So again, I'm going to copy this, comment it out, and then just sort of paste it. Again you can just modify the selector if you want. You don't necessarily have to comment them out the way I am doing. So again if I say p:first-child and save that and test it, no targeting going on whatsoever. The reason for that? Paragraphs are never the first child. So I am going to modify this. Instead of saying first-child, why don't I just say first-of-type and do it that way? So instead of saying first child, I am going to say p:first-of-type.
Now if I save that and preview that, again now the first paragraph inside each div tag is indeed being targeted, something that first child couldn't be for me. Cool! Now let's take a look at some of the last-child selectors. I am going to go ahead again, copy this, comment it out, and paste it. What if we said p:last-child? Let's save that. Well, now if I test this in a browser, I can see that only where the paragraph is the last child inside of the div tag is it targeted.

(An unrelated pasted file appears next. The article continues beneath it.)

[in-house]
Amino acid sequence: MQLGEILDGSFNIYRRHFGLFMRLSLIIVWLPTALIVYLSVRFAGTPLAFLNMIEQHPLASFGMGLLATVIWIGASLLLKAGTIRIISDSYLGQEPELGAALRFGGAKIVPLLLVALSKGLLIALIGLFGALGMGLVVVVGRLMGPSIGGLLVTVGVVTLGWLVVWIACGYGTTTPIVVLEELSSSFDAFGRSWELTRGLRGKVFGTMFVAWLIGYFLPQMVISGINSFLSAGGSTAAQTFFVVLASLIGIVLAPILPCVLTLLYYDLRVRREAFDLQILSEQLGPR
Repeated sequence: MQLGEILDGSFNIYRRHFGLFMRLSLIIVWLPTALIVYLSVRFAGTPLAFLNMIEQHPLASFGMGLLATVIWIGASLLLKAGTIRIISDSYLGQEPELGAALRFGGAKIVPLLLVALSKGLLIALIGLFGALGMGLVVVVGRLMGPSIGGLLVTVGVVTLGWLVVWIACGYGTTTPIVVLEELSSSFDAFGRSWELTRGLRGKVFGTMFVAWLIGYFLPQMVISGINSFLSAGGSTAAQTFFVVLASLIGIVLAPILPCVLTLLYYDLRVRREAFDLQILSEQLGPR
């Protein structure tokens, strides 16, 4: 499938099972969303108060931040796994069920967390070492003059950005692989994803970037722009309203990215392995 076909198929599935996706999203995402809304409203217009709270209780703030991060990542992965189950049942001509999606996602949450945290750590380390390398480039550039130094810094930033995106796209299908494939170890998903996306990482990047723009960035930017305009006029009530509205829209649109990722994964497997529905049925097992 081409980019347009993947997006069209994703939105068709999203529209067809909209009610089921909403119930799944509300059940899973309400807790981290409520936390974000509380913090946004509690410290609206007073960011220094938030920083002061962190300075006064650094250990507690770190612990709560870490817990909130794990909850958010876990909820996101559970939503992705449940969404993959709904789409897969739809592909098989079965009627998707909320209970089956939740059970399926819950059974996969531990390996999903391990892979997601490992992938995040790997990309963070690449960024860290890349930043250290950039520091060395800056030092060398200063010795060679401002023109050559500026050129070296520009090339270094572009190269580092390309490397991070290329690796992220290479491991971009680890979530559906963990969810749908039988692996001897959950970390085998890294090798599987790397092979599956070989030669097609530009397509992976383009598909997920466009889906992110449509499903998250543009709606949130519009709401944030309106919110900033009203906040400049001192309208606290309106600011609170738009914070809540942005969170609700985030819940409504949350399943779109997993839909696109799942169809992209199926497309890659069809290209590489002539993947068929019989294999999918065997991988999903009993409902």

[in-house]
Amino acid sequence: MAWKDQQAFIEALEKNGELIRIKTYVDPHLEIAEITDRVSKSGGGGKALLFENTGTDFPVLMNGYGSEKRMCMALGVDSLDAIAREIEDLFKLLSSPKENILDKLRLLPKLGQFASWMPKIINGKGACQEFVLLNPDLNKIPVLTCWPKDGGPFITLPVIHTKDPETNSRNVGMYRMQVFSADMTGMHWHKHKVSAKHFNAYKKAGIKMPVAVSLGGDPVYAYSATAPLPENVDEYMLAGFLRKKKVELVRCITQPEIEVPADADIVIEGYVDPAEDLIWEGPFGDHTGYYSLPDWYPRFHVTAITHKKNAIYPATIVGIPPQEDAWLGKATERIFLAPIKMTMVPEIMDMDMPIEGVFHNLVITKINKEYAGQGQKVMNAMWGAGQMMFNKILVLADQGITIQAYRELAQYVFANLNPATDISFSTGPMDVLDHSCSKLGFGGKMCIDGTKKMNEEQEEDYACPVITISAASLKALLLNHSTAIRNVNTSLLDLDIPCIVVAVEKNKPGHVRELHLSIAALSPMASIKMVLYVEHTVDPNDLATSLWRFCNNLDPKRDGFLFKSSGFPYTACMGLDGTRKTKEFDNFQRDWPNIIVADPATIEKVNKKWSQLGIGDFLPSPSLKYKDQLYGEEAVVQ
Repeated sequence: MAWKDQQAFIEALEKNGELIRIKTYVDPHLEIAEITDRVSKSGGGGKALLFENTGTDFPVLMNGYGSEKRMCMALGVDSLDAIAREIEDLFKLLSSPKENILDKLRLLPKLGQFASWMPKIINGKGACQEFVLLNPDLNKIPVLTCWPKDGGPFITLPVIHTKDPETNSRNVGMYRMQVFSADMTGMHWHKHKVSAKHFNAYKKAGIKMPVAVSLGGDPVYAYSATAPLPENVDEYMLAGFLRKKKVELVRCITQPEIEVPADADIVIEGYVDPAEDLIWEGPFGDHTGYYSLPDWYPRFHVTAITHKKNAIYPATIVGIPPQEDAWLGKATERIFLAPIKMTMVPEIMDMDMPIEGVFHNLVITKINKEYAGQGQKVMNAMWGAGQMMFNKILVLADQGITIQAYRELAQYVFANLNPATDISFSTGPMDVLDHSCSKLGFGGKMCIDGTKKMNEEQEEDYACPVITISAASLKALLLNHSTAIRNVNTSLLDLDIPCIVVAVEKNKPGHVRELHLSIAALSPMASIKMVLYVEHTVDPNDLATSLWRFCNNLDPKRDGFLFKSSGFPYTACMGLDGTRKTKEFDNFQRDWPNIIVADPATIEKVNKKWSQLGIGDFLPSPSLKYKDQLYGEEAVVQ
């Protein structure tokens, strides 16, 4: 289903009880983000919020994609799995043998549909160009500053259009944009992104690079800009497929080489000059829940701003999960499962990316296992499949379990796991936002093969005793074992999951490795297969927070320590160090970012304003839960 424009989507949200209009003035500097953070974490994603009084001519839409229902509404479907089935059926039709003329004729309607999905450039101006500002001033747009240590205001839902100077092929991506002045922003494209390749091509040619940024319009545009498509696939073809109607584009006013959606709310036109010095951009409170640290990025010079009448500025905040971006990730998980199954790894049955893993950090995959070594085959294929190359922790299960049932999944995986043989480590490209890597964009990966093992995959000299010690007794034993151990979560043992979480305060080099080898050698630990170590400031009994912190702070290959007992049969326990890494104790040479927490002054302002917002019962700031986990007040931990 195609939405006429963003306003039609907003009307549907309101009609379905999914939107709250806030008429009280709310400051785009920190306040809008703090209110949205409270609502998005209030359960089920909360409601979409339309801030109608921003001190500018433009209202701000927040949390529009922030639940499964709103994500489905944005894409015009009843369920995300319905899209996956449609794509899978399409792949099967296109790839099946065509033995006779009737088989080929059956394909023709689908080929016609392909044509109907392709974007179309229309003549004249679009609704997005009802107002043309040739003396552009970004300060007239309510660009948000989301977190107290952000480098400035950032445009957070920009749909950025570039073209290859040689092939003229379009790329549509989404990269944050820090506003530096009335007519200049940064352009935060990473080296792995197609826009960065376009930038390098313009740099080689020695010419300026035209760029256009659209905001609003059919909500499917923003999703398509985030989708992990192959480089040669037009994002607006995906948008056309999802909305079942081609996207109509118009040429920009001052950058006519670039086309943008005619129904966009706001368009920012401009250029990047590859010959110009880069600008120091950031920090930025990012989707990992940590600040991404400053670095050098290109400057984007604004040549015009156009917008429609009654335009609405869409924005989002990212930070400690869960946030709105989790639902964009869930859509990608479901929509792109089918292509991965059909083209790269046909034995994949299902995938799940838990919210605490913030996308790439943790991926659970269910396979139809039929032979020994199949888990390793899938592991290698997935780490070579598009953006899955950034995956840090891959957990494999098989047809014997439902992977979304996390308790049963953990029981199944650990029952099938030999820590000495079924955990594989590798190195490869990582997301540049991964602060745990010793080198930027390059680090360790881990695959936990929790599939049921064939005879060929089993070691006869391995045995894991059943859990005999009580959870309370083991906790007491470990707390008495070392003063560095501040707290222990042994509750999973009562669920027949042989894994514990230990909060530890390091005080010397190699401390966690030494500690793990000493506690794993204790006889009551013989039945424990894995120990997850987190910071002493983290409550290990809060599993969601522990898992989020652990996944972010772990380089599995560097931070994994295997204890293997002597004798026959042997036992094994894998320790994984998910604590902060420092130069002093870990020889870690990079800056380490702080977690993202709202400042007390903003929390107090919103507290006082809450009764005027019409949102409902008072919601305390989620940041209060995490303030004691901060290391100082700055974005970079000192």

So only when a paragraph is going to be a last child would I be targeting it. Let's change that up a little bit. I am going to copy this, comment it out, paste it. And what if I say h2:last-of-type. So again, instead of just saying last- child, we are going to say last-of-type. So now if I save this and preview it, now each last heading 2 and a div tag, even if it's only one, will be selected. So you can see here it's targeted two of those, ignoring this one because it is not the last heading 2.